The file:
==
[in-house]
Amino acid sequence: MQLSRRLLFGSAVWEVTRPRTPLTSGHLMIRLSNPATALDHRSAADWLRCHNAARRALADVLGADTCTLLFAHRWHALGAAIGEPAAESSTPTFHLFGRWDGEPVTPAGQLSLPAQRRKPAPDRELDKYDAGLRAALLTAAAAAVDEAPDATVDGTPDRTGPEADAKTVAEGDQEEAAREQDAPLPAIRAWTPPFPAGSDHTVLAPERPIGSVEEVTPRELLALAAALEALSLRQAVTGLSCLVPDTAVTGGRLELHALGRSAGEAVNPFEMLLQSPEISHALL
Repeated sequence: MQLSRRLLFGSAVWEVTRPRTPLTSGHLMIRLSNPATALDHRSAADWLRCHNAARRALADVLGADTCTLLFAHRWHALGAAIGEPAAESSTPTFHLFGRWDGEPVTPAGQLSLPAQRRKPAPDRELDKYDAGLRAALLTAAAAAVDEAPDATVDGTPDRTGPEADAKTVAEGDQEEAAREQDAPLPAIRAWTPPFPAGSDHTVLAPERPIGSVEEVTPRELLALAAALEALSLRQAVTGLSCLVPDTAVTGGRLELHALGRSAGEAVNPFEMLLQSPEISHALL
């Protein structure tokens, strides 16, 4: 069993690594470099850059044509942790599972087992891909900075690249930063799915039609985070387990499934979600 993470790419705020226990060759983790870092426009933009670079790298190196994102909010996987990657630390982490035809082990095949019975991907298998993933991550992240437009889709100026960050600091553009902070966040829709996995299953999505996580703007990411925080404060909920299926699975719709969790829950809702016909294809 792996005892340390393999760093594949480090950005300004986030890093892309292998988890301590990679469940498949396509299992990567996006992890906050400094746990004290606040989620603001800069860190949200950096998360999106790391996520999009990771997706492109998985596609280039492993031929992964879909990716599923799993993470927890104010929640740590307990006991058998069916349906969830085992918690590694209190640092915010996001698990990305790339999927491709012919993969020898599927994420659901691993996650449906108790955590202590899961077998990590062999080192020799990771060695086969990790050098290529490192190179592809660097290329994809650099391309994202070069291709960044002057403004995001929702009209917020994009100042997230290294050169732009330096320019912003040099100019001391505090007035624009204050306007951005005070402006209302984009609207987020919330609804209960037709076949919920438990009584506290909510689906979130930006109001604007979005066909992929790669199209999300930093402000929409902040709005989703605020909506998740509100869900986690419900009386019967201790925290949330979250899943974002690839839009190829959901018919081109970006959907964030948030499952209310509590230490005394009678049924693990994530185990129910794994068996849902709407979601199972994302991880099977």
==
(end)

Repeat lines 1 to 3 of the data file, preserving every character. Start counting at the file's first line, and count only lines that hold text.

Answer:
[in-house]
Amino acid sequence: MQLSRRLLFGSAVWEVTRPRTPLTSGHLMIRLSNPATALDHRSAADWLRCHNAARRALADVLGADTCTLLFAHRWHALGAAIGEPAAESSTPTFHLFGRWDGEPVTPAGQLSLPAQRRKPAPDRELDKYDAGLRAALLTAAAAAVDEAPDATVDGTPDRTGPEADAKTVAEGDQEEAAREQDAPLPAIRAWTPPFPAGSDHTVLAPERPIGSVEEVTPRELLALAAALEALSLRQAVTGLSCLVPDTAVTGGRLELHALGRSAGEAVNPFEMLLQSPEISHALL
Repeated sequence: MQLSRRLLFGSAVWEVTRPRTPLTSGHLMIRLSNPATALDHRSAADWLRCHNAARRALADVLGADTCTLLFAHRWHALGAAIGEPAAESSTPTFHLFGRWDGEPVTPAGQLSLPAQRRKPAPDRELDKYDAGLRAALLTAAAAAVDEAPDATVDGTPDRTGPEADAKTVAEGDQEEAAREQDAPLPAIRAWTPPFPAGSDHTVLAPERPIGSVEEVTPRELLALAAALEALSLRQAVTGLSCLVPDTAVTGGRLELHALGRSAGEAVNPFEMLLQSPEISHALL